IT Job Prospects Are Looking up in the 'Rust Belt'

Don Tennant

If you happen to live in the "rust belt" that extends from Michigan, swings down through Ohio and curves up to include western Pennsylvania, no one needs to tell you that your area was particularly hard hit by the recession. The good news is that tech jobs appear to be making a comeback in the region.


IT employment services provider Dice.com has come up with a list of the 10 fastest-growing metro areas in the country as determined by the number of IT job postings listed on its site, and five of the top six are squarely in rust-belt country. Here's the list, with the growth rate from Feb. 1, 2010 to Feb. 1, 2011, along with the numbers of job postings behind those percentages:


  1. Detroit, 101 percent (408 to 822)
  2. Cincinnati, 75 percent (309 to 540)
  3. Cleveland, 62 percent (294 to 476)
  4. Columbus, 57 percent (515 to 808)
  5. Seattle, 54 percent (1,465 to 2,259)
  6. Pittsburgh, 45 percent (436 to 631)
  7. Miami, 42.5 percent (374 to 533)
  8. Jacksonville, 41 percent (269 to 380)
  9. Chicago, 40 percent (2,309 to 3,236)
  10. Silicon Valley, 39.5 percent (3,435 to 4,792)


I spoke with Dice Senior Vice President Tom Silver about the list, and asked him whether we can conclude from it that the rust belt is morphing into a tech belt. He clearly saw that as a bit of a stretch:

It certainly is moving more in that direction, but I would look at it a little bit differently. For the most part the "rust belt," if you want to call it that, certainly is catching up in terms of gradual improvement in overall economic conditions and demand for tech professionals. So for one who has tech skills, it's continuing a positive trend. We've seen growth in those areas that are known for tech interest and being tech-centric types of markets, and now that's extending into other parts of the country.

I asked him what drove Detroit to the top of the list. His response:

It's a little bit of a bounce back-Detroit might have been hit harder than other parts of the country. So to some extent we're just seeing a recovery there that's a reflection of the fact that it got hit pretty hard. We're also seeing some indications that the automotive industry is improving. So I think gradually people are realizing that Detroit, despite the headlines, anyway, is not such a horrible place. Little by little, as the economy improves, Detroit stands to benefit from that recovery.

I also asked Silver what we can make of the fact that half of the cities on the list are in Ohio and Florida, and he said there, too, it's a recession recovery thing:

Ohio certainly has its fair share of manufacturing, and it took a pretty big hit, and is now recovering. And certainly Florida was disproportionately hit by some of the financial crisis issues, particularly real estate. So that's also a sign of some recovery happening there.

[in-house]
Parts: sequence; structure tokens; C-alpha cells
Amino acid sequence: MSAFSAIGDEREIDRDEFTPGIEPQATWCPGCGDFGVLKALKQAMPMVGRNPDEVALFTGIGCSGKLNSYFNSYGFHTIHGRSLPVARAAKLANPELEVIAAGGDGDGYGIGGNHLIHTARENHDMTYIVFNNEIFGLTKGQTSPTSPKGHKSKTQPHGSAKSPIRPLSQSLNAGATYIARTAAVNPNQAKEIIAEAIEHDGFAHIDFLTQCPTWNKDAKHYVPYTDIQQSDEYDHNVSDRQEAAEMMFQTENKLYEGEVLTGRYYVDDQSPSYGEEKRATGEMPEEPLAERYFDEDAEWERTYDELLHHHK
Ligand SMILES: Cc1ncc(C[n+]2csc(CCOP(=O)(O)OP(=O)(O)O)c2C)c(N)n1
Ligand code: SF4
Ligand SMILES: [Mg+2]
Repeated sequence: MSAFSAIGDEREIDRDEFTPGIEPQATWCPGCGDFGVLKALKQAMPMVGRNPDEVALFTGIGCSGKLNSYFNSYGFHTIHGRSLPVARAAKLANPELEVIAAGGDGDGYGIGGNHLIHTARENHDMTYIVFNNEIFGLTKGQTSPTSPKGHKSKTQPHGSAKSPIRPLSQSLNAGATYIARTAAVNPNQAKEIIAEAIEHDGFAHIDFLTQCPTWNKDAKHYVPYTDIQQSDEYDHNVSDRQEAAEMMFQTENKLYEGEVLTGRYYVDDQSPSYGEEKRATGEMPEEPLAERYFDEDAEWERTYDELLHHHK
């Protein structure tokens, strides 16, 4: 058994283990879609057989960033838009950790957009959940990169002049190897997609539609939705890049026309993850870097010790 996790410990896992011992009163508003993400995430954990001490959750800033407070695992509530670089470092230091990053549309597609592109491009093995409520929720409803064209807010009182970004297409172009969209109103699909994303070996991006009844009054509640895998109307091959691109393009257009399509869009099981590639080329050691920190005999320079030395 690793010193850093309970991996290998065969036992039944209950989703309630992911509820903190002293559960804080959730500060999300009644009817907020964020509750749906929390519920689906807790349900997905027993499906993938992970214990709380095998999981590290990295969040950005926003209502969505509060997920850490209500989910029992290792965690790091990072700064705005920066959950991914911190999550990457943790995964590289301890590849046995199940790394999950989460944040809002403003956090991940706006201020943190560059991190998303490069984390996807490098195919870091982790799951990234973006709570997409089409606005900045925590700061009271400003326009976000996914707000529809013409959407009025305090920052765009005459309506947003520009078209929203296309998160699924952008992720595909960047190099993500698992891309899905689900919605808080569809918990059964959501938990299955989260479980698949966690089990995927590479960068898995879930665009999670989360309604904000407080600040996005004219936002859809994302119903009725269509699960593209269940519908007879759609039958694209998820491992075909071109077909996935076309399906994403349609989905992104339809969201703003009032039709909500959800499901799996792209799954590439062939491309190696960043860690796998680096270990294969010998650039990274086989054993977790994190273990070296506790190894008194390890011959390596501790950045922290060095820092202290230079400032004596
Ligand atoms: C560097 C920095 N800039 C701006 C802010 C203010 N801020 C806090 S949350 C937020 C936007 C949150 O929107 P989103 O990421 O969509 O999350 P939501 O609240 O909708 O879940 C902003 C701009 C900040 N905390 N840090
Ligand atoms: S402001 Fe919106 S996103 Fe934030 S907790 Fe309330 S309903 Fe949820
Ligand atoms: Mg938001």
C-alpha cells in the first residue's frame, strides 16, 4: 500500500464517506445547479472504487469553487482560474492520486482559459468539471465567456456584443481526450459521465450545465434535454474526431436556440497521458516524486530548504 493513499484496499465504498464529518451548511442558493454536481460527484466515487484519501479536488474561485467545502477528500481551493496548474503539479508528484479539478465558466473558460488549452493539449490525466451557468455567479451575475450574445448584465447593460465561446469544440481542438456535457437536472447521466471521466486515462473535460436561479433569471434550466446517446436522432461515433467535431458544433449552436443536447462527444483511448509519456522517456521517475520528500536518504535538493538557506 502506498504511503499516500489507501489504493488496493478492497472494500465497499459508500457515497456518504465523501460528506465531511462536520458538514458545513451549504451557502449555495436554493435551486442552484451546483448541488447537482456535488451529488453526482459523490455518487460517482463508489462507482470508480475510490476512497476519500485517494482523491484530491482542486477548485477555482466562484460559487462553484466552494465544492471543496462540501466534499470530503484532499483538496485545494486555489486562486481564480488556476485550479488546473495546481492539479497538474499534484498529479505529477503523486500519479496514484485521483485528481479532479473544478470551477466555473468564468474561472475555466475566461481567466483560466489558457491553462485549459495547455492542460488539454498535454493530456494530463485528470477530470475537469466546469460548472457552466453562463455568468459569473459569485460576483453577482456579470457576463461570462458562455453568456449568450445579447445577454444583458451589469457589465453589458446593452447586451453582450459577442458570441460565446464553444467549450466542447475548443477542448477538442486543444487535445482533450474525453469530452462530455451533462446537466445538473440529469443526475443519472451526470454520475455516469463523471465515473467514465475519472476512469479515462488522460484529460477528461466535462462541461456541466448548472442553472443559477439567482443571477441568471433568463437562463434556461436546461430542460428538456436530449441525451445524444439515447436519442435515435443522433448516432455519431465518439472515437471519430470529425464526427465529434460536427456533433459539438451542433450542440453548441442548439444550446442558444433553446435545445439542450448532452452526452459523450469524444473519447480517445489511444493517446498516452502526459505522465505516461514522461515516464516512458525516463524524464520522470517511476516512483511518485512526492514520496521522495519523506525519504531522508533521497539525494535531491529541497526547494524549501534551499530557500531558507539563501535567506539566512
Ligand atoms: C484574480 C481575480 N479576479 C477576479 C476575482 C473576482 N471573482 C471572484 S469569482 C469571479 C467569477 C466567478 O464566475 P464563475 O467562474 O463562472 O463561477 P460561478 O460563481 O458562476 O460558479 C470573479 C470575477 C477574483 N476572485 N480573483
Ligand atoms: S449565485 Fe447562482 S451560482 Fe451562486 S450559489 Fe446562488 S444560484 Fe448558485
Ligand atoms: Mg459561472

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Add Comment      Leave a comment on this blog post
Feb 11, 2011 9:10 AM Warior Warior  says:

Thanks for informing the number of job gain again. I think the number of jobs gaining above is not enough for example Detroit go up to 408 to 822 and Silicon Valley from 3,435 to 4,792. I remember less three years ago, Silicon Valley jobs listed on dice was some where around 10,000 but people still had a hard time to look for job. However there is some gaining is good rather nothing. I hope those jobs are not go to hand of H-1B workers, otherwise we are all dead ..

Feb 15, 2011 5:07 PM mataj mataj  says:

This can only mean one thing: Living standard in the Rust Belt is approaching Indian living standard.

I doubt these jobs will remain in the Rust Belt & India for long. Indian IT industry started to shout skill shortage last year, which means, that they plan to move jobs to cheaper places, like North Korea, and Africa.

North Korea is quietly becoming a serious offshoring player. Judging from the size of the Rajin-Sonbong Economic Special Zone, DPRK means business. If what I hear about Pyongyang Informatics Centre is correct, it's relatively nice place to work. The atmosphere there is not nearly as dear-leader-loving as the rest of the DPRK. Not to mention NOSOTEK. This


is not the only computer game developed in North Korea.

Feb 17, 2011 9:47 AM Warior Warior  says:

If there is a protest in USA similar to Egypt today I will definitely join.. I am sick and tired of the greed ...


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